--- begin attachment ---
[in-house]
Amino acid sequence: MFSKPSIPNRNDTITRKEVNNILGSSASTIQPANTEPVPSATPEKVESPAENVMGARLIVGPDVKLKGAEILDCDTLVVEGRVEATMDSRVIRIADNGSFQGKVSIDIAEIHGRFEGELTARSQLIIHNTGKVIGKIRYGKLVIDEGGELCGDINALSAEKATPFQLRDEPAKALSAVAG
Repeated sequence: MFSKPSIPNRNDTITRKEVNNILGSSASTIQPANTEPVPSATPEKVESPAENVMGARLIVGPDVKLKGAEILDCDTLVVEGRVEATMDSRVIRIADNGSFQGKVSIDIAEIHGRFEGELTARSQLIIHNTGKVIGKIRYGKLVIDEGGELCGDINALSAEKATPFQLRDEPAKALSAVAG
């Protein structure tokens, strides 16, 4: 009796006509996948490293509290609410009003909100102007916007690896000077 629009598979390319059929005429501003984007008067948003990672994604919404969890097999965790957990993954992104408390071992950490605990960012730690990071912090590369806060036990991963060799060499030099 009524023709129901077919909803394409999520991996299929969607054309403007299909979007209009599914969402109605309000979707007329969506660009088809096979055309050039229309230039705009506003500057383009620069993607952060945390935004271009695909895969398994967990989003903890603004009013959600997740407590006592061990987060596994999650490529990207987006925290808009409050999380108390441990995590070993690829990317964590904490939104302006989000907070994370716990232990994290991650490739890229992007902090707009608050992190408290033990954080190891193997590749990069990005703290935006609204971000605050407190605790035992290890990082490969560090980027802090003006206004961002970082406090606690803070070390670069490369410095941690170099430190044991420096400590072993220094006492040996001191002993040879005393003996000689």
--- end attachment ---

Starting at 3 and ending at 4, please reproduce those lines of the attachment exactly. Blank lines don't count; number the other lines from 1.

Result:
Repeated sequence: MFSKPSIPNRNDTITRKEVNNILGSSASTIQPANTEPVPSATPEKVESPAENVMGARLIVGPDVKLKGAEILDCDTLVVEGRVEATMDSRVIRIADNGSFQGKVSIDIAEIHGRFEGELTARSQLIIHNTGKVIGKIRYGKLVIDEGGELCGDINALSAEKATPFQLRDEPAKALSAVAG
């Protein structure tokens, strides 16, 4: 009796006509996948490293509290609410009003909100102007916007690896000077 629009598979390319059929005429501003984007008067948003990672994604919404969890097999965790957990993954992104408390071992950490605990960012730690990071912090590369806060036990991963060799060499030099 009524023709129901077919909803394409999520991996299929969607054309403007299909979007209009599914969402109605309000979707007329969506660009088809096979055309050039229309230039705009506003500057383009620069993607952060945390935004271009695909895969398994967990989003903890603004009013959600997740407590006592061990987060596994999650490529990207987006925290808009409050999380108390441990995590070993690829990317964590904490939104302006989000907070994370716990232990994290991650490739890229992007902090707009608050992190408290033990954080190891193997590749990069990005703290935006609204971000605050407190605790035992290890990082490969560090980027802090003006206004961002970082406090606690803070070390670069490369410095941690170099430190044991420096400590072993220094006492040996001191002993040879005393003996000689």